Only about half of child care jobs lost at the start of the pandemic have returned, leading to a 144 percent increase in the number of parents who have missed work to care for children, according to new data analysis.
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Originally published by The 19th
Coronavirus closed thousands of daycares last year, forcing parents with young children out of the labor force in droves. The scale of that exodus is now clear: about 700,000 parents are out of the workforce.
New data analysis by the Center for American Progress (CAP), a progressive think tank, found that working parents with children under the age of 5 — especially working mothers — have dropped out of work. Some parents were laid off and gave up trying to find work due to caregiving responsibilities; others left the workforce in order to provide child care.
The research compiled by Rasheed Malik, a senior policy analyst for early childhood policy at CAP, quantifies how much the loss of child care has affected economic stability in families with children, and among working mothers most of all. It was one of the main contributors to the first recession in the nation’s history disproportionately impacting women, making them the most likely to be laid off due to coronavirus closures and the most likely to leave their work in order to take over child care responsibilities.
According to CAP’s analysis, about two-thirds of those parents who left the labor force were mothers.
“More often the mother is saying, ‘I should just leave my job and be here managing my household and we’ll figure things out once the pandemic is over.’ And that is a completely reasonable thing to do. [But] it shouldn’t always be falling on mom,” Malik said. “And then we’re going to have a real problem when we have millions of folks, and women especially, trying to reenter the labor force when we might not have the same kind of child care infrastructure that we used to.”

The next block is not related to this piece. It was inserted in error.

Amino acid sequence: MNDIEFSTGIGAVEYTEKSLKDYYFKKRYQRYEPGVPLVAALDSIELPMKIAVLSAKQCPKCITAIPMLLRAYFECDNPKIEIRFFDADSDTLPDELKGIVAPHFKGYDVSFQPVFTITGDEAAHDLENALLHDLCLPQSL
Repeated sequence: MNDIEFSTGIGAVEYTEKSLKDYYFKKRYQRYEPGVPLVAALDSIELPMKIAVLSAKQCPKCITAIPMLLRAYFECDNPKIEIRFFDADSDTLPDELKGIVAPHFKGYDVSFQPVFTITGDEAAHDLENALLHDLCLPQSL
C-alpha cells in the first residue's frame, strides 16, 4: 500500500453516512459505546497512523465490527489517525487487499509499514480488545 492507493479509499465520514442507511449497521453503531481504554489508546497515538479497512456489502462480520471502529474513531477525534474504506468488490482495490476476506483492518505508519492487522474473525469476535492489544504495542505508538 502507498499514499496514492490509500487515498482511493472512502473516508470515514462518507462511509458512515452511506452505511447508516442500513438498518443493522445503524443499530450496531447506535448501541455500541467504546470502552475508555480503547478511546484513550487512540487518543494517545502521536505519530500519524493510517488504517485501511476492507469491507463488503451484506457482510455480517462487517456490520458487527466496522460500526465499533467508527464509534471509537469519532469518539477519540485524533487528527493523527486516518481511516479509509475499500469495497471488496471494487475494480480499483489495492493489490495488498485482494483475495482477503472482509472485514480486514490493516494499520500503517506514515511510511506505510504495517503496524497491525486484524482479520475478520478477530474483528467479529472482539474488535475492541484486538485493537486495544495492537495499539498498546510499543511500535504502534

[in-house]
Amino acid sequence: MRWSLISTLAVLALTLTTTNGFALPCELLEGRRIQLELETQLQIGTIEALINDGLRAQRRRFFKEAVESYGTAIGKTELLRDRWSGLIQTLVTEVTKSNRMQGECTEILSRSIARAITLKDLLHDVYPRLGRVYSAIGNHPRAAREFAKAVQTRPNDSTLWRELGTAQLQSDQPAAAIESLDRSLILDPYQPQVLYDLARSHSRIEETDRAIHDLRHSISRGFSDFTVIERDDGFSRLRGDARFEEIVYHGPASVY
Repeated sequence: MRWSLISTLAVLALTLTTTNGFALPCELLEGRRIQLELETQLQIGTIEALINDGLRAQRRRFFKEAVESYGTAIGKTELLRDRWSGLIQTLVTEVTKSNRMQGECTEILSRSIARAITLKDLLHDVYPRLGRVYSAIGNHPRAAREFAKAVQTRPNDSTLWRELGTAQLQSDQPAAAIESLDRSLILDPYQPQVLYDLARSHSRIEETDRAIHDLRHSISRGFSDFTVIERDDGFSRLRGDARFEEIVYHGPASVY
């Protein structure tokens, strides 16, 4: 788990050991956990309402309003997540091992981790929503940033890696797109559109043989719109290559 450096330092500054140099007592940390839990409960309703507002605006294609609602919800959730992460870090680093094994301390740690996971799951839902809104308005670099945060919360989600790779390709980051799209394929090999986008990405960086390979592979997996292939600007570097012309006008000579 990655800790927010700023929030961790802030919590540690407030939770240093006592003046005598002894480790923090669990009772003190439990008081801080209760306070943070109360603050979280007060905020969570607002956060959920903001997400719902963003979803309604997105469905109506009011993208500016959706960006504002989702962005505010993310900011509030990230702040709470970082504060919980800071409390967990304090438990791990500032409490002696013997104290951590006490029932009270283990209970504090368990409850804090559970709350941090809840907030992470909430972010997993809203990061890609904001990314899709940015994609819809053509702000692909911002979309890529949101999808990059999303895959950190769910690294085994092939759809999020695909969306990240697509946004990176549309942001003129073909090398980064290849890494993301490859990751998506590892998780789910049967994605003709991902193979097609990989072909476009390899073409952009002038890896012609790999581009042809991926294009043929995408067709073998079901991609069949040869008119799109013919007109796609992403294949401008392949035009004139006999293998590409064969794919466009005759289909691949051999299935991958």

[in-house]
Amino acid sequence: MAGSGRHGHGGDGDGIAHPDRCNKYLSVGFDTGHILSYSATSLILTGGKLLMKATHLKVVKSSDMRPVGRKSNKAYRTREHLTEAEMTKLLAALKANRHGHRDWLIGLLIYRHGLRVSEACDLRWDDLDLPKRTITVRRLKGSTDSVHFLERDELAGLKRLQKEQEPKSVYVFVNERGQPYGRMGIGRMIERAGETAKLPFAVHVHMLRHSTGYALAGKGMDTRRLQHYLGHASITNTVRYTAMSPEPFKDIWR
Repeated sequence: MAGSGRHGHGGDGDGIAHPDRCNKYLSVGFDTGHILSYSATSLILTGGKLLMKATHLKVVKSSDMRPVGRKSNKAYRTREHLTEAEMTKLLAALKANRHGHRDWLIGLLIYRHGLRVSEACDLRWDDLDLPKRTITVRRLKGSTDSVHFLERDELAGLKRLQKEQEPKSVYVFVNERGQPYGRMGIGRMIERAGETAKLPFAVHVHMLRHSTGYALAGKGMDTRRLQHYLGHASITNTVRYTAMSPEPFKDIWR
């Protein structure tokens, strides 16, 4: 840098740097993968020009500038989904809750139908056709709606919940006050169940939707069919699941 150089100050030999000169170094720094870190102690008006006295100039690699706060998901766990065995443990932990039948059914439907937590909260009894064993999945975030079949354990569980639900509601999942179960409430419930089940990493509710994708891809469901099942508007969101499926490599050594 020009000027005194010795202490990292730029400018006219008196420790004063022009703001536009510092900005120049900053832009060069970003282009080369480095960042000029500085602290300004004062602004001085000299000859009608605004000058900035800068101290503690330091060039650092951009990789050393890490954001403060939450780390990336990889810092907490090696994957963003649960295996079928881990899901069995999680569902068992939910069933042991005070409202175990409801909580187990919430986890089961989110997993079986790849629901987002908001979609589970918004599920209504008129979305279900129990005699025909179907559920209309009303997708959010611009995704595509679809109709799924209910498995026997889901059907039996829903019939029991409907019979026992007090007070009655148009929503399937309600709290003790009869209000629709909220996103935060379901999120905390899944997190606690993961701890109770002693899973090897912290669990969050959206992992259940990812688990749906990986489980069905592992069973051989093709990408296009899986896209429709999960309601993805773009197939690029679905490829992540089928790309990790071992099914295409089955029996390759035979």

Since last year, the caregiving crisis has become a key economic issue in a recovery that has slowed month to month. December was the first time since the pandemic began that there were fewer net jobs in the workforce from the month before. As a group, women drove all of those losses.
Women in the 35 to 44 age group, those most likely to have young children, saw their labor force participation rate drop in December, inching closer to where it was at the start of the pandemic. That rate has only dropped three times this year: In May, in September — when many schools reopened virtually — and in December, when coronavirus cases again spiked.
Another study of parents with school-age children (which could overlap somewhat with parents of young children) found that due to concerns over child care, there were about 1.6 million fewer mothers of children ages 5 to 17 in the labor force in September alone.
Even parents who have continued to work have seen significant child care-related disruptions.
Between September and November, CAP found a 144 percent increase in the number of care-related work absences as compared to the same period in 2019.
It’s a problem that has plagued the recovery. The most recent report on economic conditions by the Federal Reserve found child care to be a persistent problem in terms of retaining and hiring workers — particularly women, the report noted — stymying economic growth. A survey by the Federal Reserve Bank of Philadelphia in August found that nearly half of manufacturers in that region said child care challenges made it difficult to bring back furloughed workers or hire new ones. The problem had disrupted assembly lines.
Contributing to the challenges is a child care workforce that is still severely understaffed. The child care sector lost more than 350,000 jobs between March and April, CAP found, and half of those haven’t returned. Since July, the number of child care jobs has largely plateaued due to permanent or temporary closures at centers across the country.